How the U.S. Military Buys Location Data from Ordinary Apps

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A Muslim prayer app with over 98 million downloads is one of the apps connected to a wide-ranging supply chain that sends ordinary people’s personal data to brokers, contractors, and the military.

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The U.S. military is buying the granular movement data of people around the world, harvested from innocuous-seeming apps, Motherboard has learned. The most popular app among a group Motherboard analyzed connected to this sort of data sale is a Muslim prayer and Quran app that has more than 98 million downloads worldwide. Others include a Muslim dating app, a popular Craigslist app, an app for following storms, and a “level” app that can be used to help, for example, install shelves in a bedroom.

Through public records, interviews with developers, and technical analysis, Motherboard uncovered two separate, parallel data streams that the U.S. military uses, or has used, to obtain location data. One relies on a company called Babel Street, which creates a product called Locate X. U.S. Special Operations Command (USSOCOM), a branch of the military tasked with counterterrorism, counterinsurgency, and special reconnaissance, bought access to Locate X to assist on overseas special forces operations. The other stream is through a company called X-Mode, which obtains location data directly from apps, then sells that data to contractors, and by extension, the military.

The news highlights the opaque location data industry and the fact that the U.S. military, which has infamously used other location data to target drone strikes, is purchasing access to sensitive data. Many of the users of apps involved in the data supply chain are Muslim, which is notable considering that the United States has waged a decades-long war on predominantly Muslim terror groups in the Middle East, and has killed hundreds of thousands of civilians during its military operations in Pakistan, Afghanistan, and Iraq. Motherboard does not know of any specific operations in which this type of app-based location data has been used by the U.S. military.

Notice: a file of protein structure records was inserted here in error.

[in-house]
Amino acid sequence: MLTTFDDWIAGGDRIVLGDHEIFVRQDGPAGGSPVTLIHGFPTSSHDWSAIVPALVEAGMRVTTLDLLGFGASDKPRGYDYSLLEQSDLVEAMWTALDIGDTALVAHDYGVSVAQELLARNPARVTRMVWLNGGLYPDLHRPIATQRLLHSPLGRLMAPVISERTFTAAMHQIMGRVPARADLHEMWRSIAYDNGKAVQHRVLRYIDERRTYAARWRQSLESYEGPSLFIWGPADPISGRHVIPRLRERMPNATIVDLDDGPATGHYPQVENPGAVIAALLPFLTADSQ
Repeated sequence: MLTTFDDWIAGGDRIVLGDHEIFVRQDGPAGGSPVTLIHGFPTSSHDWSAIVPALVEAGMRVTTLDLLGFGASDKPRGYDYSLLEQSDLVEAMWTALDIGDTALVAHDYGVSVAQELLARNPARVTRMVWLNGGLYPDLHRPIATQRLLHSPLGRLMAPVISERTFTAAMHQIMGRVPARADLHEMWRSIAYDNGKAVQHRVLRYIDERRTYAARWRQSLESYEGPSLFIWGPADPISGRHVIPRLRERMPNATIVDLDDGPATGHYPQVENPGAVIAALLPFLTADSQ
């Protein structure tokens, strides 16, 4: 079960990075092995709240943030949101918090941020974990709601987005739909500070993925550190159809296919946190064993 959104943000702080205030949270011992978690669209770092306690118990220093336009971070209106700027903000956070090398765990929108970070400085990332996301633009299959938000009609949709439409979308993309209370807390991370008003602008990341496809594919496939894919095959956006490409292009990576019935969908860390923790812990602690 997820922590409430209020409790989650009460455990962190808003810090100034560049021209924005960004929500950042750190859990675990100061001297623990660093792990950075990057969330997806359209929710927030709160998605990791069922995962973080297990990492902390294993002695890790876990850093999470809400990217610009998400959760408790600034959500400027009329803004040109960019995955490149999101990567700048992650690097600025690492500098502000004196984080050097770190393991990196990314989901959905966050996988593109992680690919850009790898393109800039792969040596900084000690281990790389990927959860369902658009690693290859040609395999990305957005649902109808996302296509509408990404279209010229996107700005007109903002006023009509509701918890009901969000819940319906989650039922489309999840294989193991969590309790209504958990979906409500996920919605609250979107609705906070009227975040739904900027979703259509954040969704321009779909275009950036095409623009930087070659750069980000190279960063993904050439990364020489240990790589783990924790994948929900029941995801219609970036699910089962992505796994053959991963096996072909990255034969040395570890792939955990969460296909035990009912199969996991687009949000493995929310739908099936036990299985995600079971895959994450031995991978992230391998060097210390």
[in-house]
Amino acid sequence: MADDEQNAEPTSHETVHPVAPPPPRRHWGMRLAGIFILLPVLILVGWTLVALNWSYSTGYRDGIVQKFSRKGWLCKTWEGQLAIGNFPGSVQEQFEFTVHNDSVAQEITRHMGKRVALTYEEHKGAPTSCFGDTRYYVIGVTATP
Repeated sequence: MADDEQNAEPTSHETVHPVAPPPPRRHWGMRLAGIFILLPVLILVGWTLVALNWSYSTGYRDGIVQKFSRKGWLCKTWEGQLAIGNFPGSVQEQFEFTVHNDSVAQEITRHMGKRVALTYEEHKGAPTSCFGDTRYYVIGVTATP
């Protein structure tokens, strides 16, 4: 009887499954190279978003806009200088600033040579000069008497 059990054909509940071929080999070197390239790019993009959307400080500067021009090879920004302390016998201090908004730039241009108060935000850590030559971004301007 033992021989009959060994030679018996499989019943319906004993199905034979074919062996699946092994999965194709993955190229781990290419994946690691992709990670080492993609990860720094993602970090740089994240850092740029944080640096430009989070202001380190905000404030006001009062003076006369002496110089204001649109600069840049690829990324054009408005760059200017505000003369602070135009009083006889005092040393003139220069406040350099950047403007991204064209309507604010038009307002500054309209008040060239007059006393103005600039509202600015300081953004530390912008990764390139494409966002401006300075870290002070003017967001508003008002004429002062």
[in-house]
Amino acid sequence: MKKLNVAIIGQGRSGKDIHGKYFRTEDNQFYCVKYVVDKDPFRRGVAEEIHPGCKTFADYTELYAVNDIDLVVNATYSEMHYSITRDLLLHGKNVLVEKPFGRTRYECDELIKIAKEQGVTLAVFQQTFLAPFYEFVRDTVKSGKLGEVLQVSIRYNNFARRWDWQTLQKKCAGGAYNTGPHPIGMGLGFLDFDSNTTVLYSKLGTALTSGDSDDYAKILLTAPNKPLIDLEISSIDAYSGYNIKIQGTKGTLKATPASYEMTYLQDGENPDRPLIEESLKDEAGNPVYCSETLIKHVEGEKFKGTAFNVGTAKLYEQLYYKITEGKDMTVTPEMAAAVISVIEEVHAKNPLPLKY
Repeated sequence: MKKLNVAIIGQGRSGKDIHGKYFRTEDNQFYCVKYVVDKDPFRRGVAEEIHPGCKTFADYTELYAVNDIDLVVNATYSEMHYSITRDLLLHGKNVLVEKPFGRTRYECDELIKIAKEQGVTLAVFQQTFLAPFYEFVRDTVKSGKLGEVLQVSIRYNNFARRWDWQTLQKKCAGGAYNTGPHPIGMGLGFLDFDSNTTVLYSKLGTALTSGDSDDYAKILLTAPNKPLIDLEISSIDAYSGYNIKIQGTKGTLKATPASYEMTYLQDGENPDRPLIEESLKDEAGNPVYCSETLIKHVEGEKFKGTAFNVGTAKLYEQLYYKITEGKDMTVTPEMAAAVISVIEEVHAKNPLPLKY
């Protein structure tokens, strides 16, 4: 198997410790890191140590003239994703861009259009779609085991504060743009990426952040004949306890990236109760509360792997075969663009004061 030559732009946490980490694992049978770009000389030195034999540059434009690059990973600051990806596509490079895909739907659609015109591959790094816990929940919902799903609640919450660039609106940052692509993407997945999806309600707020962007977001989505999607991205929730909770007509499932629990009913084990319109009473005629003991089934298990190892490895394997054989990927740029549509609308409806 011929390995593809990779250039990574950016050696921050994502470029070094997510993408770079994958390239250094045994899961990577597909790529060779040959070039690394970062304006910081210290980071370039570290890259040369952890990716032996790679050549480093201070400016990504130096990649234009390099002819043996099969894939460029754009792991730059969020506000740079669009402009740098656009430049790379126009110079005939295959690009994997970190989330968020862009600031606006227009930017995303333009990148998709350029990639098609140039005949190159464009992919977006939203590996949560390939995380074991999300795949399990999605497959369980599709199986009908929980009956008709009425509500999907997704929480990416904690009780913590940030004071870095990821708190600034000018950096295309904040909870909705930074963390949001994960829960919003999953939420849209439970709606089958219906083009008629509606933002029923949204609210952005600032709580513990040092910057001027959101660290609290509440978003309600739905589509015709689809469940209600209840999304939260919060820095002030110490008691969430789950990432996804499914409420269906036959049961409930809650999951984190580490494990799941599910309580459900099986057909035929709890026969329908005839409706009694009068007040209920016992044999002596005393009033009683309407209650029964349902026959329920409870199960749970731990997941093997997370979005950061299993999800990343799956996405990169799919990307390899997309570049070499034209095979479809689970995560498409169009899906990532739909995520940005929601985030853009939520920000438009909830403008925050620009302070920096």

The apps sending data to X-Mode include Muslim Pro, an app that reminds users when to pray and what direction Mecca is in relation to the user’s current location. The app has been downloaded over 50 million times on Android, according to the Google Play Store, and over 98 million in total across other platforms including iOS, according to Muslim Pro’s website.

“The Most Popular Muslim App!,” Muslim Pro’s website reads. The app also includes passages and audio readings from the Quran. Another app that sent data to X-Mode was Muslim Mingle, a dating app that has been downloaded more than 100,000 times.

Do you work at Babel Street, X-Mode, Venntel, or one of the apps mentioned in this piece? Did you used to, or know anything else about the location data industry? We’d love to hear from you. Using a non-work phone or computer, you can contact Joseph Cox securely on Signal on +44 20 8133 5190, Wickr on josephcox, OTR chat on [email protected]jabber.ccc.de, or email [email protected].

Some app developers Motherboard spoke to were not aware who their users’ location data ends up with, and even if a user examines an app’s privacy policy, they may not ultimately realize how many different industries, companies, or government agencies are buying some of their most sensitive data. U.S. law enforcement purchase of such information has raised questions about authorities buying their way to location data that may ordinarily require a warrant to access. But the USSOCOM contract and additional reporting is the first evidence that U.S. location data purchases have extended from law enforcement to military agencies.

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Featured image is by Cathryn Virginia via Vice


Articles by: Joseph Cox

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